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Exercise & Chronic Illness

NOTE: This blog post contains gruesome details of Ulcerative Colitis. If you do not suffer from an IBD or if you have a weak constitution, I would advise you to stop reading now.

DISCLAIMER: I am not a doctor or a medical professional of any kind. If you are considering any physical activity with a chronic condition or illness, please speak with your doctor about some routines that are safe and appropriate for your situation!!!

Everyone understands the importance of physical fitness. For those with Chronic Illnesses, however, exercise can be more than just a little daunting. Sometimes just getting out of bed can be taxing.

Exercise has become a dirty word for those battling Inflammatory Bowel Disease. There are some studies out there that have proven exercise is good for chronic illness, however, not all people are created equally and what works for one may not work for another. Even the medicinal and dietary treatments vary from one person to another.

"Never Give Up, Never Surrender!"
Although exercise is difficult for those with Crohn's Disease or Ulcerative Colitis, I would never suggest that we give up trying. 

There are many reasons people with IBD throw the towel in on exercise and physical fitness after being diagnosed--even the accomplished athlete! Fear, anxiety, pain, muscle and joint weakness, accidents, anemia, fatigue and the general "unwell" and "icky" feeling. All these things can contribute to a lack of desire when it comes to workouts.

In 2010, I was shoe-in for state champion in Shotokan Karate. My sensei bragged on me in class. My form was excellent. I practiced every day... even during my lunch breaks! My kicks were powerful and dynamic. I was passionate and unstoppable. I had a plan to achieve my black belt in 6 months' time. And then UC hit me hard and fast. I guess it's true! Pride comes before a fall... and I fell hard.

I was having 20+ BM's every day. Most of those produced nothing but pools of dark blood in the bottom of the toilet. I was anemic, dehydrated and nearly passed out in class a couple of times. Anxiety, frustration, fear. And then I was diagnosed. I was excited! I was given medicine that I was assured would help me. I thought, GREAT! I'll just take these pills and be back to my routine in no time!

Dreaming the "Impossible Dream"
Unfortunately, that didn't happen. Not only was the disease taking over my body, but so was Prednisone. My body retained so much fluid that my joints were weak and achy. Prednisone also zapped me of my muscle tone and strength. I was crushed, heartbroken and disappointed. 

As a result of missing so many days at work (even though I had those sick days built up) my boss began to resent it and get irritated with me. After one particularly infuriating day when I overheard him talking about me behind my back, I quit my job and moved three hours away from my dojo to be closer to my boyfriend. There goes my dream of being a black belt!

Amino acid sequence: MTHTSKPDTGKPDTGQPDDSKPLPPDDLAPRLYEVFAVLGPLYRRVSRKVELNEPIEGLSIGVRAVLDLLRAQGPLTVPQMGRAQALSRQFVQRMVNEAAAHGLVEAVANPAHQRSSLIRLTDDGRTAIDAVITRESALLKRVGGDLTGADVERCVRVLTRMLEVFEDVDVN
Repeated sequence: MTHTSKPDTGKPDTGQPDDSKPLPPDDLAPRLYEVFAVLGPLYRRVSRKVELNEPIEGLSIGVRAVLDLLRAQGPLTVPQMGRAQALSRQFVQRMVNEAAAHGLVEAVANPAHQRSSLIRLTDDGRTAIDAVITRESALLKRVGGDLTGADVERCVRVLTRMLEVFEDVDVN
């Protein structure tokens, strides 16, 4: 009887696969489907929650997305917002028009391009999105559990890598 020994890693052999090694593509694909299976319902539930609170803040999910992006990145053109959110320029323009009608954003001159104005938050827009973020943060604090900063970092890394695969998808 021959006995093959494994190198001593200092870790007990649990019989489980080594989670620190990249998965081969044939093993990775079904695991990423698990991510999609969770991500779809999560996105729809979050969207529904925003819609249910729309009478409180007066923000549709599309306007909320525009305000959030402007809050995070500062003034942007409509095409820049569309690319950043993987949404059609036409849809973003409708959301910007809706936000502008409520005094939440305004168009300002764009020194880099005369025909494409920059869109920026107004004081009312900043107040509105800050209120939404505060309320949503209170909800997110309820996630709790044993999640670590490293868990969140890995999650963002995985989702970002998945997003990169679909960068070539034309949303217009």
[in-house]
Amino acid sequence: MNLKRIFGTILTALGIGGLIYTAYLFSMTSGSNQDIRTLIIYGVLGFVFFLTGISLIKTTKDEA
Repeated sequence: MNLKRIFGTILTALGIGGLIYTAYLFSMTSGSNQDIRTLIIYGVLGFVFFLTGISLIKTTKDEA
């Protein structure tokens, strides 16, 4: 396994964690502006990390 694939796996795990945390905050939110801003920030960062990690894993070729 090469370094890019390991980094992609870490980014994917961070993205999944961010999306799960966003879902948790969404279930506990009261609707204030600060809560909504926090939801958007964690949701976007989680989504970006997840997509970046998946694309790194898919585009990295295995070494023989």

Since then, my health has been a roller coaster of really awesome days and pure hell. Add to that the difficulty of finding a suitable dojo replacement (I've tried four or five different places!), and it's enough to make a person give up their dreams.

How Can Exercise Really Help?
In the minimal research I've done on exercise, I have learned that there can be many benefits to exercise. Here are some that I've found to be true in my case:

And here are a few links I found helpful if you are interested in exercising despite your disease.

Yoga Poses to Improve Digestion

Exercises You Can Do Lying Down

Exercise & Chronic Diseases (Mayo Clinic)

How Exercise Can Help Ulcerative Colitis (WebMD)

Using Exercise to Ease UC Symptoms

Every Cloud Has a Silver Lining
Last April (2014) I had my colon removed. It's been quite a struggle in my journey to recovery, but I'm determined to get back into an exercise routine. If not karate, something else. I have been researching and talking with others about how to ease back into it. My sister-in-law, who is a General Physician, told me that I needed to start with some strength training before any cardio.

So, I've made a plan and I'll let you know how it goes. One day, somehow or another, that black belt will be mine!!!

No, chronic illness and exercise don't always go hand in hand, but there are many athletes out there who push through the pain despite their illnesses. They are living proof that it can be done and given the right motivation and just enough passion, anyone can overcome their obstacles. A few of those athletes include:

David Garrard (Crohn's Disease)
Sarah Lang (Ulcerative Colitis)
Carrie Johnson (Crohn's Disease)
Darren Fletcher (Ulcerative Colitis)
George "The Animal" Steele (Crohn's Disease)

Well, there you have it. I hope that this post gave you some inspiration and encouragement. I know that reading about these phenomenal athletes who reached and fought for their dreams despite their struggles really helped me. Take care and never stop fighting!


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